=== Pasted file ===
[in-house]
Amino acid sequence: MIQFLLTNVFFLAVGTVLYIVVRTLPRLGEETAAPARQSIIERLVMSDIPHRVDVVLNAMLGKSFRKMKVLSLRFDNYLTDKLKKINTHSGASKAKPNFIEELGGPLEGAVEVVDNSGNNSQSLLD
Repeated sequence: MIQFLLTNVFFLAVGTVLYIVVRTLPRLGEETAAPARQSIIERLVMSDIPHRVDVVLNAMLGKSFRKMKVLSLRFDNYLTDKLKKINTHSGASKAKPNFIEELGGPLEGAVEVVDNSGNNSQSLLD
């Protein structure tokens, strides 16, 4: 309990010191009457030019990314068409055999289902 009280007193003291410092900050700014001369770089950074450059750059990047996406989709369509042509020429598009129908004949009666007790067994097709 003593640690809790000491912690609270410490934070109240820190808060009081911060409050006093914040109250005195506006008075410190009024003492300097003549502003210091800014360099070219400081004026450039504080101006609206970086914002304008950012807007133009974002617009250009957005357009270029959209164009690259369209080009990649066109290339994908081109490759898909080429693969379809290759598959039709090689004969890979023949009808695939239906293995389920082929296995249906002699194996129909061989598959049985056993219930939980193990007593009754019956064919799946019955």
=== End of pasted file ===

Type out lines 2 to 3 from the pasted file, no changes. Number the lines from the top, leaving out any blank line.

Amino acid sequence: MIQFLLTNVFFLAVGTVLYIVVRTLPRLGEETAAPARQSIIERLVMSDIPHRVDVVLNAMLGKSFRKMKVLSLRFDNYLTDKLKKINTHSGASKAKPNFIEELGGPLEGAVEVVDNSGNNSQSLLD
Repeated sequence: MIQFLLTNVFFLAVGTVLYIVVRTLPRLGEETAAPARQSIIERLVMSDIPHRVDVVLNAMLGKSFRKMKVLSLRFDNYLTDKLKKINTHSGASKAKPNFIEELGGPLEGAVEVVDNSGNNSQSLLD